By Christine Smith McFarlane
TORONTO—The Indigenous Studies Students’ Union hosted the Honouring Our Students Powwow, the first powwow held at the University of Toronto in 20 years, on March 11, drawing over 600 people in attendance.
“Students were coming to the ISSU asking for their own powwow,” stated Jennifer Sylvester, President and Communications Coordinator of the Indigenous Studies Students Union (ISSU) and a student at the University of Toronto (U of T). “The surrounding colleges and Universities had their own powwow and ISSU executives agreed that we wanted a powwow to happen for University of Toronto Indigenous students also.”
“The grassroots work for the powwow started last summer, but the official planning committee formed in later October 2016,” continued Sylvester. “Many of the people knew what a powwow could do for a community; however we could never have imagined the amount of success and interest Honouring Our Students garnered. It was heartwarmingly amazing.”
With the many diverse Indigenous nations represented at U of T, the course union within the Arts and Science Students’ Union at U of T presented many of these nations through their powwow programming. This meant that there was Aztec dancing, Inuit drumming and throat singing, hoop dancing and various other dances that truly got everyone involved. The great energy was palpable throughout the day.
There were two lead dancers, a male and female, for the powwow. Male Lead dancer was Buck Neshkiwe, a proud member of Wikwemikong Unceded First Nation and a student who began Grass Dancing in traditional powwows two years ago when his cousin gifted him with grass dance regalia. The female lead dancer was Nichole Leveck, a proud Wyandot/ Scottish woman who started dancing in 2007 at the Native Canadian Centre (NCCT) dance classes and has been dancing ever since.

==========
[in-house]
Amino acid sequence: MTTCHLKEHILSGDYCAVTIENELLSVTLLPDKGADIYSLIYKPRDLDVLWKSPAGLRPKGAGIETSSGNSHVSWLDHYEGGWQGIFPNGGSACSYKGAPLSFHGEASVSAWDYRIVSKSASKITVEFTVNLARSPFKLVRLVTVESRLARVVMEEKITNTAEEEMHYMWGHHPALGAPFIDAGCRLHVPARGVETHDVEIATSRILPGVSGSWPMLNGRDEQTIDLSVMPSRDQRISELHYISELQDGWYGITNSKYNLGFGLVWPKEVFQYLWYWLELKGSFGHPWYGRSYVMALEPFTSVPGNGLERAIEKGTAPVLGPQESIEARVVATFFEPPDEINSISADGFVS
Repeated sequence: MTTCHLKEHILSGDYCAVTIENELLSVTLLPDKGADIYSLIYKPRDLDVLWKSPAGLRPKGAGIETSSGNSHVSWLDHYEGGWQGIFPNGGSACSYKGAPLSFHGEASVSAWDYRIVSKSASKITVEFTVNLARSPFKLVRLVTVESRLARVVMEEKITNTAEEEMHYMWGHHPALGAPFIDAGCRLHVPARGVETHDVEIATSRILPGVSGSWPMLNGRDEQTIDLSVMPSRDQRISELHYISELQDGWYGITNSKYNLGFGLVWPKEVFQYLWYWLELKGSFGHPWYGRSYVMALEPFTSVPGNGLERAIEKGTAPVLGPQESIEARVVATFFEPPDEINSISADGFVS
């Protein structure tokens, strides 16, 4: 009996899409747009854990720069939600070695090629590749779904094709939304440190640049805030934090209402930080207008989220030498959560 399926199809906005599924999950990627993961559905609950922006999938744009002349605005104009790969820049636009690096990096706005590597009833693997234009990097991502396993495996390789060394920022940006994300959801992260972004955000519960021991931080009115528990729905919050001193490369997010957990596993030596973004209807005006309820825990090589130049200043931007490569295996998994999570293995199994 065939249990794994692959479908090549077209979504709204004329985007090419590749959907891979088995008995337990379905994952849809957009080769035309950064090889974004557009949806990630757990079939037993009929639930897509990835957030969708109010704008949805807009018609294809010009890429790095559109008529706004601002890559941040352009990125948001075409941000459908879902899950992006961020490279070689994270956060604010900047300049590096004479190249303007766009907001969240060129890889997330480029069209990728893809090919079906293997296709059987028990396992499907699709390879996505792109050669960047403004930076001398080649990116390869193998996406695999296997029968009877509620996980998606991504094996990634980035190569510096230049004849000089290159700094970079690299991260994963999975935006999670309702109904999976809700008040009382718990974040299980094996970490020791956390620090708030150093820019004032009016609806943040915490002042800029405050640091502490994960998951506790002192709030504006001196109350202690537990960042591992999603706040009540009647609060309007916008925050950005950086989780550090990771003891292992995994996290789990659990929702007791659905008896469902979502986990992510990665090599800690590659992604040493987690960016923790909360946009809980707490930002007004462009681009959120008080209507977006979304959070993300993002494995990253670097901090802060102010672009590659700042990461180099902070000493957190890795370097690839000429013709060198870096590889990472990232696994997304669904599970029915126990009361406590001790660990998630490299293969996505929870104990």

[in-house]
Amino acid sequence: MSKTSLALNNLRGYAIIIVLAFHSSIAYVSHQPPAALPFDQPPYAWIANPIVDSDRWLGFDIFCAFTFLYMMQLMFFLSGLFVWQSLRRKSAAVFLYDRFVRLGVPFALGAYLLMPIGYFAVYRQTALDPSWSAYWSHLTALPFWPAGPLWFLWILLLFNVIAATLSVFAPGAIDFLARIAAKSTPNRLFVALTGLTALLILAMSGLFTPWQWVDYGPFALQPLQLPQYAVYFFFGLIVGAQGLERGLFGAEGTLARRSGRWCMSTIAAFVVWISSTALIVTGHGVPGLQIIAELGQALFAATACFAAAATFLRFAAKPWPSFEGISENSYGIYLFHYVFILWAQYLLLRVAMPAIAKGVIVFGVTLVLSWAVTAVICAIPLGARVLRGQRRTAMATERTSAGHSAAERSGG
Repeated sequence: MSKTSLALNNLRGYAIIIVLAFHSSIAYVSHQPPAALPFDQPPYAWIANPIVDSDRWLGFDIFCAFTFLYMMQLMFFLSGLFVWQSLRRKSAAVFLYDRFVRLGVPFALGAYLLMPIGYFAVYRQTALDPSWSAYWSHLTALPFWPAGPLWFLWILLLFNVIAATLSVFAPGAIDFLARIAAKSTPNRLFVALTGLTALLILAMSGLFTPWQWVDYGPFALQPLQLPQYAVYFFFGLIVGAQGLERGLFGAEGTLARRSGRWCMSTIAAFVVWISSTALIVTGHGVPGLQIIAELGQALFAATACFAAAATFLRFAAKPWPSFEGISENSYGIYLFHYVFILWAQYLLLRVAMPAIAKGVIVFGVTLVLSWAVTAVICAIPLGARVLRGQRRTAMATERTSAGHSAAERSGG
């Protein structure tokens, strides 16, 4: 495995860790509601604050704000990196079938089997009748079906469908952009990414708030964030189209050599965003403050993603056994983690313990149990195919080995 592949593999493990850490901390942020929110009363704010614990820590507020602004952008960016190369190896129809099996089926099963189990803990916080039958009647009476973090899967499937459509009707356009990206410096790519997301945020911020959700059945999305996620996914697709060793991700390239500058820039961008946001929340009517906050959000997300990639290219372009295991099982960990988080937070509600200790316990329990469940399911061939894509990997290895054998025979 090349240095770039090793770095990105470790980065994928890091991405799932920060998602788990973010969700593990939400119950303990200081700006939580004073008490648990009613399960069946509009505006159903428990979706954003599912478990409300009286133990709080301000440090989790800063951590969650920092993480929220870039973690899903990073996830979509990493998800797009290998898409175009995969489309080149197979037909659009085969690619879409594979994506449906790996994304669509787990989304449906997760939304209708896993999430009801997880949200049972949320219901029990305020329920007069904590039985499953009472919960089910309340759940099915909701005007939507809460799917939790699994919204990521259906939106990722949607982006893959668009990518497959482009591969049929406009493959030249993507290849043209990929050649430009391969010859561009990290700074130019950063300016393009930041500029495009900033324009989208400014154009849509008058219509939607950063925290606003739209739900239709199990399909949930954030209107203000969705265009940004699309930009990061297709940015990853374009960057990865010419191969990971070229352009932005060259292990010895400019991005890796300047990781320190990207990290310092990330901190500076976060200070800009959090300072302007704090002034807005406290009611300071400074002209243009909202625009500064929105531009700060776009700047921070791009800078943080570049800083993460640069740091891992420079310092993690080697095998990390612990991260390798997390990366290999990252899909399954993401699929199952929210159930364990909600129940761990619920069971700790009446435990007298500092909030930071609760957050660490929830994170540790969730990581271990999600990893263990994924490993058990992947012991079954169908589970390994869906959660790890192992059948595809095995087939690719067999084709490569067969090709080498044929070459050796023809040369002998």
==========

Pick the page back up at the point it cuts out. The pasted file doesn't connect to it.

“I was asked to be head male dancer in mid-January 2017 and then I agreed to pull in the vendors we needed because I know a lot of our economic warriors personally from being an active part of our urban powwow community,” shared Neshkiwe. “I went to the Native Canadian Centre’s Valentine’s craft sale in February and hand-picked some really great vendors and brought them on board.”
“I also asked a few food vendors and a coffee vendor too,” continued Neshkiwe. “It was an honour to help out that way and on the morning of the powwow when the vendors were setting up I helped to make sure they were properly organized. It was a lot of work, but it was great and I really enjoyed myself and then being able to dance the day away afterward was so great. And a lot of them have asked for me to get in touch for next year’s powwow.
Because of the overwhelming success of the inaugural powwow, there is hope that it is an event that will continue on for years to come.
“Overall, thanks to my academic supports and new people I met this year…I hope there is [a] powwow next year and even if I am not head male dancer, I will gladly come and dance my style in my university that is working hard to answer the calls to the TRC report to include Indigenous history and knowledge throughout the university.”
Special guests who were also in attendance included: Regional Chief Isadore Day; Chief Stacy LaForme of the Mississaugas of the New Credit First Nations; Federal Minister of Indigenous and Northern Affairs Dr. Carolyn Bennett; Ministry of Indigenous Relations and Reconciliation Deputy Minister Deborah Richardson Goulais; Founder of Indspire John Kim Bell; Jonathan Hamilton Diabo; and faculty from the various colleges across the St. George Campus.
“When we were planning Honouring Our Students Powwow, we planned it for the purpose of this being the inaugural powwow of a yearly event,” explained Sylvester. “Something the University of Toronto community can take pride in for many generations. The success of this event has proven the Indigenous students and the University of Toronto community were craving a cultural shift. Honouring Our Students Powwow will fill that need each and every year.”